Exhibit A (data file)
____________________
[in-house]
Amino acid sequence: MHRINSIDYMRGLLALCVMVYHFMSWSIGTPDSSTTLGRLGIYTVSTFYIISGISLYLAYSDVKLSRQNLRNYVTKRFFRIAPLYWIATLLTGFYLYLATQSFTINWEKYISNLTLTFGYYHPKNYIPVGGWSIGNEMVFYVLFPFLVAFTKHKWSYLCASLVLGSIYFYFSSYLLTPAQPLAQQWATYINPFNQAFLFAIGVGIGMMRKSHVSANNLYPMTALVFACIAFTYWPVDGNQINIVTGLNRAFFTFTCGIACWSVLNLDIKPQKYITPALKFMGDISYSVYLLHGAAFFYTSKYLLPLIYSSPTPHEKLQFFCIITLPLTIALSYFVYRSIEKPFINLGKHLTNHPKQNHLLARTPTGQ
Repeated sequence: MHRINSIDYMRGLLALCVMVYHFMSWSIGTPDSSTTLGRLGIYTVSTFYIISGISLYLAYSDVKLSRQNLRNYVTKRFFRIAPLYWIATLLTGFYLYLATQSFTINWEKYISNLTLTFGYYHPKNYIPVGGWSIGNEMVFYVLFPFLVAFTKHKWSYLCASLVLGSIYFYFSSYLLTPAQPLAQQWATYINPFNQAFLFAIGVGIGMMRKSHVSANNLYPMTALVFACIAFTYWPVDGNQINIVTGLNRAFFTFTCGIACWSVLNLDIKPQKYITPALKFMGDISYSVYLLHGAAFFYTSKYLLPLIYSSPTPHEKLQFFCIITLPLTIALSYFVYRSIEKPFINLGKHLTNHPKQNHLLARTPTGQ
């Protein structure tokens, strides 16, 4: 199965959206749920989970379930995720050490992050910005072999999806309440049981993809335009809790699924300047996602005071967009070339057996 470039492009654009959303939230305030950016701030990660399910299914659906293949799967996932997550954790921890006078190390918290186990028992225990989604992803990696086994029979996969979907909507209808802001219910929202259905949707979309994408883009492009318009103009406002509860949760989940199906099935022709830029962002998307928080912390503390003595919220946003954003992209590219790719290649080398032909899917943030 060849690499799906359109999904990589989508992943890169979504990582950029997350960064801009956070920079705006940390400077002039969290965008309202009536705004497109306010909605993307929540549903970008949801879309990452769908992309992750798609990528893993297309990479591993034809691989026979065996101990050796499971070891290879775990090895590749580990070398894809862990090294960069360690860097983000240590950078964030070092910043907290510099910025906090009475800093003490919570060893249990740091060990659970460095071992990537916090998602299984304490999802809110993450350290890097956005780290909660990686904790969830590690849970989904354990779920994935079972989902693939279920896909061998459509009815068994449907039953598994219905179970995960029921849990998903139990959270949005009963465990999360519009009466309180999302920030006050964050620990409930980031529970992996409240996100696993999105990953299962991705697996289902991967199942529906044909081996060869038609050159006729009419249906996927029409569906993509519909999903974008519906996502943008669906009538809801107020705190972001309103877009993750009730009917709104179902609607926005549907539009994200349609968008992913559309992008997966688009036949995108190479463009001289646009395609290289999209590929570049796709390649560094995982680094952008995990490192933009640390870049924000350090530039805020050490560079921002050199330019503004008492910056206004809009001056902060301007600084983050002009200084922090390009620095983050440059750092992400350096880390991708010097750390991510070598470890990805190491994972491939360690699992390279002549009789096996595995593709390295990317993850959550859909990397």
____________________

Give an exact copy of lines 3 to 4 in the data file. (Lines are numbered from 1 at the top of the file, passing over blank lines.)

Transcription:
Repeated sequence: MHRINSIDYMRGLLALCVMVYHFMSWSIGTPDSSTTLGRLGIYTVSTFYIISGISLYLAYSDVKLSRQNLRNYVTKRFFRIAPLYWIATLLTGFYLYLATQSFTINWEKYISNLTLTFGYYHPKNYIPVGGWSIGNEMVFYVLFPFLVAFTKHKWSYLCASLVLGSIYFYFSSYLLTPAQPLAQQWATYINPFNQAFLFAIGVGIGMMRKSHVSANNLYPMTALVFACIAFTYWPVDGNQINIVTGLNRAFFTFTCGIACWSVLNLDIKPQKYITPALKFMGDISYSVYLLHGAAFFYTSKYLLPLIYSSPTPHEKLQFFCIITLPLTIALSYFVYRSIEKPFINLGKHLTNHPKQNHLLARTPTGQ
């Protein structure tokens, strides 16, 4: 199965959206749920989970379930995720050490992050910005072999999806309440049981993809335009809790699924300047996602005071967009070339057996 470039492009654009959303939230305030950016701030990660399910299914659906293949799967996932997550954790921890006078190390918290186990028992225990989604992803990696086994029979996969979907909507209808802001219910929202259905949707979309994408883009492009318009103009406002509860949760989940199906099935022709830029962002998307928080912390503390003595919220946003954003992209590219790719290649080398032909899917943030 060849690499799906359109999904990589989508992943890169979504990582950029997350960064801009956070920079705006940390400077002039969290965008309202009536705004497109306010909605993307929540549903970008949801879309990452769908992309992750798609990528893993297309990479591993034809691989026979065996101990050796499971070891290879775990090895590749580990070398894809862990090294960069360690860097983000240590950078964030070092910043907290510099910025906090009475800093003490919570060893249990740091060990659970460095071992990537916090998602299984304490999802809110993450350290890097956005780290909660990686904790969830590690849970989904354990779920994935079972989902693939279920896909061998459509009815068994449907039953598994219905179970995960029921849990998903139990959270949005009963465990999360519009009466309180999302920030006050964050620990409930980031529970992996409240996100696993999105990953299962991705697996289902991967199942529906044909081996060869038609050159006729009419249906996927029409569906993509519909999903974008519906996502943008669906009538809801107020705190972001309103877009993750009730009917709104179902609607926005549907539009994200349609968008992913559309992008997966688009036949995108190479463009001289646009395609290289999209590929570049796709390649560094995982680094952008995990490192933009640390870049924000350090530039805020050490560079921002050199330019503004008492910056206004809009001056902060301007600084983050002009200084922090390009620095983050440059750092992400350096880390991708010097750390991510070598470890990805190491994972491939360690699992390279002549009789096996595995593709390295990317993850959550859909990397």